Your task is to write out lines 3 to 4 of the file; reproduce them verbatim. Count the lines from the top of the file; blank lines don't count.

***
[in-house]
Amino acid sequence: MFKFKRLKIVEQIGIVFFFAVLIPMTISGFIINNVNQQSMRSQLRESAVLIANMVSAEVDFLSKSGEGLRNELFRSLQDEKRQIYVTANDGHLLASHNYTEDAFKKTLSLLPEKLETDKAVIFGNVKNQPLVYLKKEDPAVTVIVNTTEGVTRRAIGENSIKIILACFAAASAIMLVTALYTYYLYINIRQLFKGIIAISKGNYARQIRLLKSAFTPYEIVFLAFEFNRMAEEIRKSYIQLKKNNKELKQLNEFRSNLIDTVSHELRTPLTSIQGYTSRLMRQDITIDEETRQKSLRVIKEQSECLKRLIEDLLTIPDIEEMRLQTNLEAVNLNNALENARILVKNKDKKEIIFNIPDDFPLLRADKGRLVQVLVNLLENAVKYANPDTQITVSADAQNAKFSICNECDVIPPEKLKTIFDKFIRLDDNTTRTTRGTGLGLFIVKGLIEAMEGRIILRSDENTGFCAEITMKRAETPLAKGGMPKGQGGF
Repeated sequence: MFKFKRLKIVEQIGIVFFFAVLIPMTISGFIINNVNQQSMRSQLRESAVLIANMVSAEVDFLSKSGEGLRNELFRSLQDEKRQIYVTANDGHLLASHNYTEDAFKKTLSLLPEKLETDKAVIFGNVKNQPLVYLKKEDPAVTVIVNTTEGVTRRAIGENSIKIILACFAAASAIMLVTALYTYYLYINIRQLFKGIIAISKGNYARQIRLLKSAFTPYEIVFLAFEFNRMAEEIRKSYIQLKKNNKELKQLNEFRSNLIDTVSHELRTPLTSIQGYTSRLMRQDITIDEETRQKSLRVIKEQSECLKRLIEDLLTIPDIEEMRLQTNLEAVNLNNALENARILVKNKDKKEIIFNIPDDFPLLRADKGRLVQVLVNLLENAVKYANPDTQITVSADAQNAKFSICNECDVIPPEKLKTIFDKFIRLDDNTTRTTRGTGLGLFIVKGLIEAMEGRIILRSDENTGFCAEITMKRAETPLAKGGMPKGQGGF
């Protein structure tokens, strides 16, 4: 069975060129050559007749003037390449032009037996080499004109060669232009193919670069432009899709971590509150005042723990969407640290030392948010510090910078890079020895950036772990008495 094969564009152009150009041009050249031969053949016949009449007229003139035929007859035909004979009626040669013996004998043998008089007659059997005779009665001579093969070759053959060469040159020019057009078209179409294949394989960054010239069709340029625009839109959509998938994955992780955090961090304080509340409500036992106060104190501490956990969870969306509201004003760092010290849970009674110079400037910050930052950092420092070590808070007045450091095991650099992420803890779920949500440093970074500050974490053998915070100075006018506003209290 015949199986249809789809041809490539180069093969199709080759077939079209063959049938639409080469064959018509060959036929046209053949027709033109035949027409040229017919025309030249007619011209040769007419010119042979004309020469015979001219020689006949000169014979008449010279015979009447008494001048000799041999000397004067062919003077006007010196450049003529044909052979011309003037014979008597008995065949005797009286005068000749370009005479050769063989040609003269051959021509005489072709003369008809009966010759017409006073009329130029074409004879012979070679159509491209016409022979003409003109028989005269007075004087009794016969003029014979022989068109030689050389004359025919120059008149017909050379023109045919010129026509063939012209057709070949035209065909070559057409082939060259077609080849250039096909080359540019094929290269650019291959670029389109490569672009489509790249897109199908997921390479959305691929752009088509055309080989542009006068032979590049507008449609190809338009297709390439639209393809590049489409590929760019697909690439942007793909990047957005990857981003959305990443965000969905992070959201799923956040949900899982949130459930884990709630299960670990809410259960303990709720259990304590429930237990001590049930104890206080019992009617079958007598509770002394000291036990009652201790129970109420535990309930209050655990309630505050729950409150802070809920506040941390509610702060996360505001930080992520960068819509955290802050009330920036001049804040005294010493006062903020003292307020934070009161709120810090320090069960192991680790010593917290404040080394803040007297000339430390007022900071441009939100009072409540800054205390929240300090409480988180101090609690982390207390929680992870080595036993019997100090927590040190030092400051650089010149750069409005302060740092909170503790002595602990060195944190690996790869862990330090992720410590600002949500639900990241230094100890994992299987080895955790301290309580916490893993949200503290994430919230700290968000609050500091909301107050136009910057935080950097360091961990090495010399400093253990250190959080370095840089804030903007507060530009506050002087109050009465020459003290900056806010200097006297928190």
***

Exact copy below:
Repeated sequence: MFKFKRLKIVEQIGIVFFFAVLIPMTISGFIINNVNQQSMRSQLRESAVLIANMVSAEVDFLSKSGEGLRNELFRSLQDEKRQIYVTANDGHLLASHNYTEDAFKKTLSLLPEKLETDKAVIFGNVKNQPLVYLKKEDPAVTVIVNTTEGVTRRAIGENSIKIILACFAAASAIMLVTALYTYYLYINIRQLFKGIIAISKGNYARQIRLLKSAFTPYEIVFLAFEFNRMAEEIRKSYIQLKKNNKELKQLNEFRSNLIDTVSHELRTPLTSIQGYTSRLMRQDITIDEETRQKSLRVIKEQSECLKRLIEDLLTIPDIEEMRLQTNLEAVNLNNALENARILVKNKDKKEIIFNIPDDFPLLRADKGRLVQVLVNLLENAVKYANPDTQITVSADAQNAKFSICNECDVIPPEKLKTIFDKFIRLDDNTTRTTRGTGLGLFIVKGLIEAMEGRIILRSDENTGFCAEITMKRAETPLAKGGMPKGQGGF
């Protein structure tokens, strides 16, 4: 069975060129050559007749003037390449032009037996080499004109060669232009193919670069432009899709971590509150005042723990969407640290030392948010510090910078890079020895950036772990008495 094969564009152009150009041009050249031969053949016949009449007229003139035929007859035909004979009626040669013996004998043998008089007659059997005779009665001579093969070759053959060469040159020019057009078209179409294949394989960054010239069709340029625009839109959509998938994955992780955090961090304080509340409500036992106060104190501490956990969870969306509201004003760092010290849970009674110079400037910050930052950092420092070590808070007045450091095991650099992420803890779920949500440093970074500050974490053998915070100075006018506003209290 015949199986249809789809041809490539180069093969199709080759077939079209063959049938639409080469064959018509060959036929046209053949027709033109035949027409040229017919025309030249007619011209040769007419010119042979004309020469015979001219020689006949000169014979008449010279015979009447008494001048000799041999000397004067062919003077006007010196450049003529044909052979011309003037014979008597008995065949005797009286005068000749370009005479050769063989040609003269051959021509005489072709003369008809009966010759017409006073009329130029074409004879012979070679159509491209016409022979003409003109028989005269007075004087009794016969003029014979022989068109030689050389004359025919120059008149017909050379023109045919010129026509063939012209057709070949035209065909070559057409082939060259077609080849250039096909080359540019094929290269650019291959670029389109490569672009489509790249897109199908997921390479959305691929752009088509055309080989542009006068032979590049507008449609190809338009297709390439639209393809590049489409590929760019697909690439942007793909990047957005990857981003959305990443965000969905992070959201799923956040949900899982949130459930884990709630299960670990809410259960303990709720259990304590429930237990001590049930104890206080019992009617079958007598509770002394000291036990009652201790129970109420535990309930209050655990309630505050729950409150802070809920506040941390509610702060996360505001930080992520960068819509955290802050009330920036001049804040005294010493006062903020003292307020934070009161709120810090320090069960192991680790010593917290404040080394803040007297000339430390007022900071441009939100009072409540800054205390929240300090409480988180101090609690982390207390929680992870080595036993019997100090927590040190030092400051650089010149750069409005302060740092909170503790002595602990060195944190690996790869862990330090992720410590600002949500639900990241230094100890994992299987080895955790301290309580916490893993949200503290994430919230700290968000609050500091909301107050136009910057935080950097360091961990090495010399400093253990250190959080370095840089804030903007507060530009506050002087109050009465020459003290900056806010200097006297928190």